[ietf-dkim] Not exactly not a threat analysis
dotis at mail-abuse.org
Mon Aug 15 00:45:15 PDT 2005
On Sun, 2005-08-14 at 22:30 -0700, Dave Crocker wrote:
> On Sun, 14 Aug 2005 16:42:01 -0700, Jon Callas wrote:
> > > 1. DKIM makes it easier to detect sender forgery. The three important
> > > kinds of forgery are:
> > >
> > I think I'm in violent agreement with you. I'd state it slightly differently.
> I'm suggesting some minor changes, only to tighten it up a bit:
> There is nothing in an ordinary email message, except for the RCPT TO line
> and the IP address of the host that sent it to you, that is a reliable
RCPT TO is not a reliable identifier, nor one that would really
establish any trust of the message. Often the RCPT TO identifier is
invalid to induce a message bounce. I guess this statement would be
assuming the message was delivered to a local mailbox, but so what?
> A validated DKIM signature lets you take some reasonable subset
> of the message you received and know that it came from a designated source.
There is nothing requiring a signature be bound to any sub-set of the
message. In addition, there is no existing convention for communicating
such binding reliably to the recipient. Statements that use the terms
"you" or "sender" should attempt to clarify who is playing the role of
"you" or "sender".
> The main benefit of DKIM is that a validating agent can know where the
> message came from.
The signature does not indicate the actual source of the message. In
fact, the signature is independent of the immediate source of the
message and this creates risk should the signature be used as a basis
for acceptance under such a false impression.
| The assured benefit of DKIM's verified signature is authentication of
| the domain accountable for permitting the initial introduction of the
| message. DKIM does not indicate who within the domain is accountable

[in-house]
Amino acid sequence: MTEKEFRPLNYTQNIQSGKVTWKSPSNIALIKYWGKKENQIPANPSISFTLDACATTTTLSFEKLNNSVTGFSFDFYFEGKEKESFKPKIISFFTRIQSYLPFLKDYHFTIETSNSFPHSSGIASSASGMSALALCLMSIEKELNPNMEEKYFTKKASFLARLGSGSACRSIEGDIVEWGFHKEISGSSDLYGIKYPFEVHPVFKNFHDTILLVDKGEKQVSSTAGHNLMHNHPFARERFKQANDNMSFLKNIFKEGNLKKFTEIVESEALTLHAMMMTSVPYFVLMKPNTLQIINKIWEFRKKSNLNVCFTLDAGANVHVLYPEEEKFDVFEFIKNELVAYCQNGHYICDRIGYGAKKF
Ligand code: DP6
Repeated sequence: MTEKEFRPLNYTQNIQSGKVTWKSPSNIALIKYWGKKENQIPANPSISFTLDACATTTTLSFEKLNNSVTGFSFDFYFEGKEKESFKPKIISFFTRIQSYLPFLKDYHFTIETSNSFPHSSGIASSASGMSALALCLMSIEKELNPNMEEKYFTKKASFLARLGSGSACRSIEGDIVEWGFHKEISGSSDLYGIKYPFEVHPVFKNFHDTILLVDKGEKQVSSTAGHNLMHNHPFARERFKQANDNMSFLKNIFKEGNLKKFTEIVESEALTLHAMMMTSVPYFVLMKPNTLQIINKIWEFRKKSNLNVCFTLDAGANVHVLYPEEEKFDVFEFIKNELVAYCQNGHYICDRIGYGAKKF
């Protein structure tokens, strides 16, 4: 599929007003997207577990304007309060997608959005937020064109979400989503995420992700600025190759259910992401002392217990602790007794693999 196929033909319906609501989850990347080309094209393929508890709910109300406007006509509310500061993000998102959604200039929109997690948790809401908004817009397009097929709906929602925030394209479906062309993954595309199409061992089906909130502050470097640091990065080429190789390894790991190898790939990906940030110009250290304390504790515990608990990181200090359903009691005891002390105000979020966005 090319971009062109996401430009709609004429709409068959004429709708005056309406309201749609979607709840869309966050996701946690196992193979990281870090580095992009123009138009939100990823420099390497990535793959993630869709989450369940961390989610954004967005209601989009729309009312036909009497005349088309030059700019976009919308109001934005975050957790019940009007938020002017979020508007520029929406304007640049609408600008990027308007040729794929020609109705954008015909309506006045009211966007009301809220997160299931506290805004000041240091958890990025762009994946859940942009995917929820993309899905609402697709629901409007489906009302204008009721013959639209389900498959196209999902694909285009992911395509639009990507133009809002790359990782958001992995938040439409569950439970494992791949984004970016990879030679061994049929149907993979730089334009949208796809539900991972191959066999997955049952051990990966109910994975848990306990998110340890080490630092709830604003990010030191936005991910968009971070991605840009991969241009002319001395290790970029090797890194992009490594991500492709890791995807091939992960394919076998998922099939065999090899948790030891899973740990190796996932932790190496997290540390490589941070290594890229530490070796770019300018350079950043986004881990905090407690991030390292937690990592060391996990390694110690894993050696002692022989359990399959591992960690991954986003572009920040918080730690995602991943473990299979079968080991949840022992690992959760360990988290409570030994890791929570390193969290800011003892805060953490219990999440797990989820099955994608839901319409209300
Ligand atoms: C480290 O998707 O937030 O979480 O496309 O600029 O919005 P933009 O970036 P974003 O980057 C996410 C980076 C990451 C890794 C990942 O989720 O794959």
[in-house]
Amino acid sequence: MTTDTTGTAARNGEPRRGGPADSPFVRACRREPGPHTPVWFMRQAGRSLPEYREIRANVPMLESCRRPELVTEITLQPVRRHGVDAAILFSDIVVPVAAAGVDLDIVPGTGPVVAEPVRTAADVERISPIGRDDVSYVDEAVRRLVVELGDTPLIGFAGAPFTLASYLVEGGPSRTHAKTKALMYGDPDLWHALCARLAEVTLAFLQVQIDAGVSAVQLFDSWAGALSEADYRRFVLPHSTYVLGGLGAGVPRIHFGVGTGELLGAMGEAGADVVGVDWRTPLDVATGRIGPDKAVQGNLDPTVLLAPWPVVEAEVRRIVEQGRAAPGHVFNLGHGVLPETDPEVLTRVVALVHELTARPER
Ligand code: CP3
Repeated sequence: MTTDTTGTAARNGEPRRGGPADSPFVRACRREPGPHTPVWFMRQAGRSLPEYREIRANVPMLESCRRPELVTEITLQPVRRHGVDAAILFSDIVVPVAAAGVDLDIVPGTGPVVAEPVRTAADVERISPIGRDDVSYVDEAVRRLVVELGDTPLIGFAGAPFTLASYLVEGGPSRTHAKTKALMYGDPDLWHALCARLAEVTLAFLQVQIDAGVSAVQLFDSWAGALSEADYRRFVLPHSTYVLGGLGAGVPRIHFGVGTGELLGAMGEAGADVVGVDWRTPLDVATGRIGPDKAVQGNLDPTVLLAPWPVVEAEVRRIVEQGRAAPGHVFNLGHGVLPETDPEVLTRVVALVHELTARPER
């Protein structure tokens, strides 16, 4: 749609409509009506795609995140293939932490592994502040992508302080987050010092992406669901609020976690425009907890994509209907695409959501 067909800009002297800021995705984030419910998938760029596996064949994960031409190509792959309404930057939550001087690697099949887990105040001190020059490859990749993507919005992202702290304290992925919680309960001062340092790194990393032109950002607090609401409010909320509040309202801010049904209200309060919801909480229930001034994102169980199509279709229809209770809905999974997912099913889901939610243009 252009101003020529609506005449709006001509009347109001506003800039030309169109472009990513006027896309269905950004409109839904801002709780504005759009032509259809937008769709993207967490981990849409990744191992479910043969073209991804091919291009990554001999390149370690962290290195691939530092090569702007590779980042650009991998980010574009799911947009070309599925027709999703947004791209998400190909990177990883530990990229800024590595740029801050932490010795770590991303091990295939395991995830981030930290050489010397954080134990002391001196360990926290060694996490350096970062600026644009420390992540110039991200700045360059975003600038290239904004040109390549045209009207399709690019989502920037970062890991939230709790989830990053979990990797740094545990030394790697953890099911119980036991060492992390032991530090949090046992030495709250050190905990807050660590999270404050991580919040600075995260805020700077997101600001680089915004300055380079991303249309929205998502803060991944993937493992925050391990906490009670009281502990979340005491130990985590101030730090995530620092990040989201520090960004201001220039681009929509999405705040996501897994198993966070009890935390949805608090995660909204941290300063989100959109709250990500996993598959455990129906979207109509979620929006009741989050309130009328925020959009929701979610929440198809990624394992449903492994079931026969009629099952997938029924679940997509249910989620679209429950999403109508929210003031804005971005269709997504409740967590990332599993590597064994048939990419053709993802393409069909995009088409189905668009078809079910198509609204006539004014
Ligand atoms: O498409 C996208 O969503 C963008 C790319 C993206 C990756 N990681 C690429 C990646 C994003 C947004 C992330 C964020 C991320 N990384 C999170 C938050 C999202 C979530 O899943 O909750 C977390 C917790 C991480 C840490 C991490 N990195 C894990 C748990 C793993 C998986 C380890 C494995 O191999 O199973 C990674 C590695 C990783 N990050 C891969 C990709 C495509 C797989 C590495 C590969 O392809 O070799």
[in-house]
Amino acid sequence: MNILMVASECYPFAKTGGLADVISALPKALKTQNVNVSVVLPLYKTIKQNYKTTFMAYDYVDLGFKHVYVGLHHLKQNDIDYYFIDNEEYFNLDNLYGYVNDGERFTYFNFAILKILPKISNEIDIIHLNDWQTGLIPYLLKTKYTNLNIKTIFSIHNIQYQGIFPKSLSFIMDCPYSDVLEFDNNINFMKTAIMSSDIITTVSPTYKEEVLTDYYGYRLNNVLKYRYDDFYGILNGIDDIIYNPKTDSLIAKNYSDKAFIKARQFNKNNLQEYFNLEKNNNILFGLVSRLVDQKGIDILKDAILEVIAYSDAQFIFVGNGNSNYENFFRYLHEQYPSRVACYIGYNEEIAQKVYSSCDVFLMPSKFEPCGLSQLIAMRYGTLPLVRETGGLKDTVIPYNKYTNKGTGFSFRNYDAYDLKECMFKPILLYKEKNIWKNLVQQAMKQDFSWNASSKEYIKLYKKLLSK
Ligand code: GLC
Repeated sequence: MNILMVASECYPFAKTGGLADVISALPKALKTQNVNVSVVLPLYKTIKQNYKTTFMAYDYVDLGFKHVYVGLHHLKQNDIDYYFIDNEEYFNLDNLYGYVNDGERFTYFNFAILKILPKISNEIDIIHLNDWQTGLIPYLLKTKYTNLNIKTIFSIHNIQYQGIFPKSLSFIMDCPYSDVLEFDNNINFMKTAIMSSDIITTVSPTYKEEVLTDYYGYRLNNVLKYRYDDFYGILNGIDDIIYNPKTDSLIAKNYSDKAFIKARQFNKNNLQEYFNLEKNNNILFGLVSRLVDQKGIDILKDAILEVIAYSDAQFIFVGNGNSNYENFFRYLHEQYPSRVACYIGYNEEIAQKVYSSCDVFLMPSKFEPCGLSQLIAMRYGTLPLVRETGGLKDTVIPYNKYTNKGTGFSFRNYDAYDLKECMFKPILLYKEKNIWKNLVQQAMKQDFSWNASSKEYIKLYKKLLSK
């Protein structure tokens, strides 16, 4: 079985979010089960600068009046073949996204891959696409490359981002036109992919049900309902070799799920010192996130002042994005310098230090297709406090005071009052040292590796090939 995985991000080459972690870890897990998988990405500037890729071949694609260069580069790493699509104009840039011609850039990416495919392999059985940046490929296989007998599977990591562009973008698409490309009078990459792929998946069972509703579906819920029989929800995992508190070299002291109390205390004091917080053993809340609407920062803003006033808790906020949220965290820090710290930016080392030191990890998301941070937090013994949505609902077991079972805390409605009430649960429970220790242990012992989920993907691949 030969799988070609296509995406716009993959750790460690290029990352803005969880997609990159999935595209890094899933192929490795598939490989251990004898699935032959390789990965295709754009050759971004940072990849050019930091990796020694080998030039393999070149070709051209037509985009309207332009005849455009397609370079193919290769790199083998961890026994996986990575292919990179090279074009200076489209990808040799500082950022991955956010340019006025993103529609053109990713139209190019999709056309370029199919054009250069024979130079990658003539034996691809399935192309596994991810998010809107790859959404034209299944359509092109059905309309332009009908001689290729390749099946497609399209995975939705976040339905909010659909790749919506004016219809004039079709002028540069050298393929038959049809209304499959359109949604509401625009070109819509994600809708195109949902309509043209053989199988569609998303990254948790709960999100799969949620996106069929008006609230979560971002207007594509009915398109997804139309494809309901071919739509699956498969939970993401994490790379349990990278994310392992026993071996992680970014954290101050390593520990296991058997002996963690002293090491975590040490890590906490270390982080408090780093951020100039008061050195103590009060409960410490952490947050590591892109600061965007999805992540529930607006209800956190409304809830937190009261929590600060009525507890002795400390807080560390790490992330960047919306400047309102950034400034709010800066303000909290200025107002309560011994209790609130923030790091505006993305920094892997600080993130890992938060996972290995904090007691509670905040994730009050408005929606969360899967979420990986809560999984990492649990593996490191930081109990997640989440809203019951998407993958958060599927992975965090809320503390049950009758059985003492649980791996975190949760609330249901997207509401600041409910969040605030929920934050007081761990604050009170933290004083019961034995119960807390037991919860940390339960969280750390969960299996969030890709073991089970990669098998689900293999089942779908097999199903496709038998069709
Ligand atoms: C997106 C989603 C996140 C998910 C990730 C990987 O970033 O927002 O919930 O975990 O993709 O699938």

| for the message. DKIM only indicates an accountable domain best able
| to respond to reports of abuse.
| Optional assertions may attempt to constrain headers within the
| message to be related to the signing domain. Such relationship will
| not encompass the local-part of a mailbox-address and is out of scope
| for DKIM. Even policy assertions regarding a domain can not be
| reliably communicated to the recipient, which precludes any claims
| or justification that depends upon such communication.
> This is more reliability than email source identification has ever
> had before.
Reliability would be a poor way to describe a fragile signature scheme.
| DKIM provides a means to authenticate the initial source of a message
| with a name, as opposed to the immediate source of a message with an
| IP address. This differences helps eliminate much of the collateral
| damage that may occur when limited to using only the IP address of the
| immediate source as a basis for acceptance.
Take some of the weaker and more contentious items off of the table.
DKIM is not about preventing forgery. Such a statement confuses
assurances of the message's author with that of the domain granting
initial access. The concept of the author should be left to S/MIME and
The goal of wide deployment necessitates a narrower scope. Don't let
DKIM become a house of cards built upon a set of assumptions that
'could' be true, when you tilt your head. By limiting DKIM to only
providing an accountable domain and saying nothing about what may or may
not be true about anything else in the message, this still be worthy of
of merit. Consider the assertions which may attempt to add constraints
to headers secondary at best.
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